3:08 pm on Jan 24, 2006 (gmt 0)

I'm with Brett on this one. OK, the lady may not have a future in PR -- and that's a good thing too: the world already has way too many people who either are good liars or are trying to be. Having an honest executive is ... refreshing. That's the first step towards going anyplace that's worth going.


 3:11 pm on Jan 24, 2006 (gmt 0)

There are two statements here. The first being they don't expect to take share from Google.

To me, the more interesting is the second, that being....

We would be very happy to maintain our market share."

Which sounds like a sideways admission that losing share is a distinct possiblity.

It's one thing to find gaining share difficult, it's another to find keeping share difficult.


 3:12 pm on Jan 24, 2006 (gmt 0)

What a disappointment. I have been cheering for Yahoo. How would sports fans feel if their team coach came out with a statement like that? "We're not expecting to win, but if we score the same number of points as usual, that's OK with us."



 3:14 pm on Jan 24, 2006 (gmt 0)

That's an unusually frank admission. I would have expected something like, "While we know Google will be difficult to unseat as the leader, we think that if we continue to deliver excellent search results and refine our technology even further, we'll maintain our share and increase it over time."

Yahoo has an advantage in site stickiness, and they need to exploit that - they should work to insure that no Yahoo user goes to Google to search.

Search is still important to Yahoo's business model, and a negative statement like this seems kind of dumb. "Yeah, those guys are just better than we are... we might as well give up."

On the other hand, business history is littered with failed firms that pursued quixotic efforts out of pride or just bad judgment, and paid the price in the long run.

Still, any sports fan will tell you that a team that gets conservative and doesn't play to win but tries to play "not to lose" ends up doing just that... losing. Can you recruit top people if you are striving to be second best? Can you motivate your current people to achieve greatness if they think management is happy with being #2? I don't like this strategy.


 3:15 pm on Jan 24, 2006 (gmt 0)

>>>fell on a sword

I do agree with that. But, how the *hell* this type of statement appeared to anyone inside as a "good thing" to come out with is beyond me.

>>>Having an honest executive is ... refreshing

I can see that standpoint. But as a shareholder, I have a biased view and agenda on what I want people to hear. ;-)

>>>How would sports fans feel

That puts my feelings into a nutshell.


 3:20 pm on Jan 24, 2006 (gmt 0)

That statement reminds me of the movie Casino where Sam 'Ace' Rothstein got suckered into saying "I'm The Boss" by a reporter. She said exactly what she should've never said.


 3:43 pm on Jan 24, 2006 (gmt 0)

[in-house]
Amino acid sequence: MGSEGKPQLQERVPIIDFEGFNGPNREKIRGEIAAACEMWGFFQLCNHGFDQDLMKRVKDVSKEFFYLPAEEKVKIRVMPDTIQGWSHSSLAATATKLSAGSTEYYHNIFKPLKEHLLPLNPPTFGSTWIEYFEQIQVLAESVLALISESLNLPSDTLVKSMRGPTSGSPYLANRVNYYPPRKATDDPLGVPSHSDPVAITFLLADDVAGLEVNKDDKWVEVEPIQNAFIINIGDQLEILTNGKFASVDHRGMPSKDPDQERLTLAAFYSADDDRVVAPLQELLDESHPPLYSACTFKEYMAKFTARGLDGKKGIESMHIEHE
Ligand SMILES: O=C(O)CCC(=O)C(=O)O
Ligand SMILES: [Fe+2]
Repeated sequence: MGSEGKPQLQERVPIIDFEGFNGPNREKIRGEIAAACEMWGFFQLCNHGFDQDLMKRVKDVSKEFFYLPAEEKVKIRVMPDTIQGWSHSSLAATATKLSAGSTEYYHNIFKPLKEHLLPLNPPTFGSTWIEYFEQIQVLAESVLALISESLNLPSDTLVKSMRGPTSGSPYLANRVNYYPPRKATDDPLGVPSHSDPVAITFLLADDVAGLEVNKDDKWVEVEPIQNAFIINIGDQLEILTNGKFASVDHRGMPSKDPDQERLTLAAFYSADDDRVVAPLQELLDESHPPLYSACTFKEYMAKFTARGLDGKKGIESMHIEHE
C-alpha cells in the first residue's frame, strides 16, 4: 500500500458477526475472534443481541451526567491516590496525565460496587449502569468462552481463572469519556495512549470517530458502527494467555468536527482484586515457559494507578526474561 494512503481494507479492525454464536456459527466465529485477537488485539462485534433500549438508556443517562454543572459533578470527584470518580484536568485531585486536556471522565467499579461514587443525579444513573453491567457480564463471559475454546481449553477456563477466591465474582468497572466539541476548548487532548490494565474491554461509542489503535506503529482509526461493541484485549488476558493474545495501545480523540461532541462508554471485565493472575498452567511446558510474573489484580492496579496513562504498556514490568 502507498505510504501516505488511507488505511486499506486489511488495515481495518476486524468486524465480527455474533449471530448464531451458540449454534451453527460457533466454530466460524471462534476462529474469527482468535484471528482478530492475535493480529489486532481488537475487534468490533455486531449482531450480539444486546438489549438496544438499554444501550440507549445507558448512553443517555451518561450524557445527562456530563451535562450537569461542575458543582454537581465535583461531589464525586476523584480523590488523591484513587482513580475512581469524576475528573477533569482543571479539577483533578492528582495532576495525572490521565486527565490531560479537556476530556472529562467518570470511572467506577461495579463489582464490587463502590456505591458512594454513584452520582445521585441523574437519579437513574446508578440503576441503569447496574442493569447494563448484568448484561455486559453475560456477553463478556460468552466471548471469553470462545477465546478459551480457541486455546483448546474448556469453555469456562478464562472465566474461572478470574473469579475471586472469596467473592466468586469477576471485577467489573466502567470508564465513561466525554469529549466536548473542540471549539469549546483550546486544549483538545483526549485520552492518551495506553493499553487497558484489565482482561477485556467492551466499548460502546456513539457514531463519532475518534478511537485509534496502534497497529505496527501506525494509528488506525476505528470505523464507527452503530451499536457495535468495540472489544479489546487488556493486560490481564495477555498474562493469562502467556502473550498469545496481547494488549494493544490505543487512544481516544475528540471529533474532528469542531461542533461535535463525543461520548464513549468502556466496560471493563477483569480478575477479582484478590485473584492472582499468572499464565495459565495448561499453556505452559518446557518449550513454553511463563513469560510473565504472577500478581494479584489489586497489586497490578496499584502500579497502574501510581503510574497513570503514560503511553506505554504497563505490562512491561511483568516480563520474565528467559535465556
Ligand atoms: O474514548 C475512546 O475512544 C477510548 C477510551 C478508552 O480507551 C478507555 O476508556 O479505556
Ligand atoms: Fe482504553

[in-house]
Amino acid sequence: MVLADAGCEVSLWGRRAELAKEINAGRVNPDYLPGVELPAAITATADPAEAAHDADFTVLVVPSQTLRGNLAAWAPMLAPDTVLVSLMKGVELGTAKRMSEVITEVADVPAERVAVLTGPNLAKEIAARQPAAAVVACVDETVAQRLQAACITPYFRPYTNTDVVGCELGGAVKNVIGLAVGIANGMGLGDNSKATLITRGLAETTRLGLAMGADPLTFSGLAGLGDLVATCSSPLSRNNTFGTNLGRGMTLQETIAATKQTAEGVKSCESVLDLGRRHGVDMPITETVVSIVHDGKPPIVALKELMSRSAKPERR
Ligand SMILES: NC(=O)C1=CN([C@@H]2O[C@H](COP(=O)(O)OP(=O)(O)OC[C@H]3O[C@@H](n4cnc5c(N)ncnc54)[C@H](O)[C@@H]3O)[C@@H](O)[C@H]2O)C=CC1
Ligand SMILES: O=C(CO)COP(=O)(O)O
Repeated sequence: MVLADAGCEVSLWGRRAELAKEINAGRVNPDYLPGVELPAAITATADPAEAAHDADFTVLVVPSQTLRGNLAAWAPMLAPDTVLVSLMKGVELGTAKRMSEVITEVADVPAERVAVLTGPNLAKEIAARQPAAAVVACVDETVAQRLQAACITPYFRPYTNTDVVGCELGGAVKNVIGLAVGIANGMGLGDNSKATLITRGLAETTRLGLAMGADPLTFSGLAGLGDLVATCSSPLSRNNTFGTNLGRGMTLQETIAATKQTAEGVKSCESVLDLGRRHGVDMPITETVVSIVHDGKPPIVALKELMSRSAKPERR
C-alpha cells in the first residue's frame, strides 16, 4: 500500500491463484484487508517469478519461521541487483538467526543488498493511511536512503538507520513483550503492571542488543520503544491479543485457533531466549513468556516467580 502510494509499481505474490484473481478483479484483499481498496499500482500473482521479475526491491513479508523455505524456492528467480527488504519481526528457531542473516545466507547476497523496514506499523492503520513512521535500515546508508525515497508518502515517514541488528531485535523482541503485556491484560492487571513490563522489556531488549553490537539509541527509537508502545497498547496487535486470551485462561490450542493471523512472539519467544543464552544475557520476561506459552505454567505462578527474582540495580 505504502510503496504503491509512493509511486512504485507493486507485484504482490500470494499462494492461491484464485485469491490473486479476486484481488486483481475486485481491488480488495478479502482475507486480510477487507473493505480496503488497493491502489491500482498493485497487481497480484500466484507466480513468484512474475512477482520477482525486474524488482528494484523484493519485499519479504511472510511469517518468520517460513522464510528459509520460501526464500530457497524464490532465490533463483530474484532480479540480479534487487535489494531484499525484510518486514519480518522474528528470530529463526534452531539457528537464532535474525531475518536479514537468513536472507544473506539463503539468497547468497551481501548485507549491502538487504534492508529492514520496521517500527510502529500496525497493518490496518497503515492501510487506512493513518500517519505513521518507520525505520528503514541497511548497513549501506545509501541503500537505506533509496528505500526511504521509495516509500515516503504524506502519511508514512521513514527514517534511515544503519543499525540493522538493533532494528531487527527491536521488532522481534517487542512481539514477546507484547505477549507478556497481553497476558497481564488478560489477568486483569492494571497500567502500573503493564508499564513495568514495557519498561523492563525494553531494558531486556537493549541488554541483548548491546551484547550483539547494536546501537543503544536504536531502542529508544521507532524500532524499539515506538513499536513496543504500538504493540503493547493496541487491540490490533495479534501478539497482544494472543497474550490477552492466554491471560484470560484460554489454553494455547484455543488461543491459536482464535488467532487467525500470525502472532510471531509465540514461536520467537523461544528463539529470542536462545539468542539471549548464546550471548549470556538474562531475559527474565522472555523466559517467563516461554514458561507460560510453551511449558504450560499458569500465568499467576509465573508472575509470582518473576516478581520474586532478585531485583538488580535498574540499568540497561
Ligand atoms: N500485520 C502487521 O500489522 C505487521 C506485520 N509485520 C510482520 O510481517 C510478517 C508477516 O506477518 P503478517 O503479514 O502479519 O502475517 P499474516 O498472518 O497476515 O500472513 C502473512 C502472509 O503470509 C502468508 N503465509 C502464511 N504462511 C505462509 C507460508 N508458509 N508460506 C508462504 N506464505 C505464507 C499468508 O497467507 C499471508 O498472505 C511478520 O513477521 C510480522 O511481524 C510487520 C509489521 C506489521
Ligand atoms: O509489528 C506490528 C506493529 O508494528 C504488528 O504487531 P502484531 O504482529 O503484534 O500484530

Very clever statement from Y! Looks like they want to beat Google using their strenghts rather than publicly fighting for search-share.

Really not sure, if google would believe this...!



 4:00 pm on Jan 24, 2006 (gmt 0)

I think the subtext here is "Search is just a tool." (Let's not forget that Yahoo outsourced search to Google for a long time, when it was building itself into a major Internet property.)

If Ms. Decker had wanted to elaborate on her remarks, she might have added: "Unlike Google, we've never relied on spidered search as our core business--we're an Internet-based media company, not a tool vendor."

Mind you, I'm not suggesting that Google is just a tool vendor, but Yahoo might not mind planting that idea in reporters' and investors minds. :-)


 4:01 pm on Jan 24, 2006 (gmt 0)

I don't know why anyone would bother assuming that this is a ploy to get Google off their gaurd?!

It's obvious that Yahoo has lost focus on the search market - little to nothing of significance has been done since Yahoo search went live. Perhaps their objectives were different than we had assumed; never having wanted to be the #1, but just not having to rely & pay Google.

Back when Google were providing Yahoo with their search results, Yahoo were were being paid by Google so that they would display their ads, but they might have had a feeling that the tables would turn when Google got more popular and didn't need Yahoo so much for ad impressions, since the content network was coming up, plus a plethora of people running to Google for Search.

Yahoo just wanted to make sure that the Google/Yahoo relationship didn't become more of a reliance for search results. If Google had wanted to charge them a fortune, there would have been 2 options: Ditch google (and have no search results, thus loosing visitors), or build their own search service.

Considering they haven't promoted it that well, nor upgraded it so much - that does seem like the most likely option - it was just a substitute for Google. Most Yahoo users probably wouldn't know the difference anyway - since those that did know about search quality were already searching at Google!

Nevertheless, I don't think you'd hear Bill Gates or Eric Schmidt saying that they have no chance of catching up on their competition.


 4:05 pm on Jan 24, 2006 (gmt 0)

Stupid Yahoo...

I was really enjoying this upcoming search engine wars (Google vs Yahoo vs MSN) but now they seem to have thrown in the towel.

I used to think Yahoo was going to burst back into the search world with some great technology, but now I think they will just fade out of importance in the next 5-6 years only to be bought by Microsoft.

This 85 message thread spans 3 pages: 85 ( [1] 2 3 > >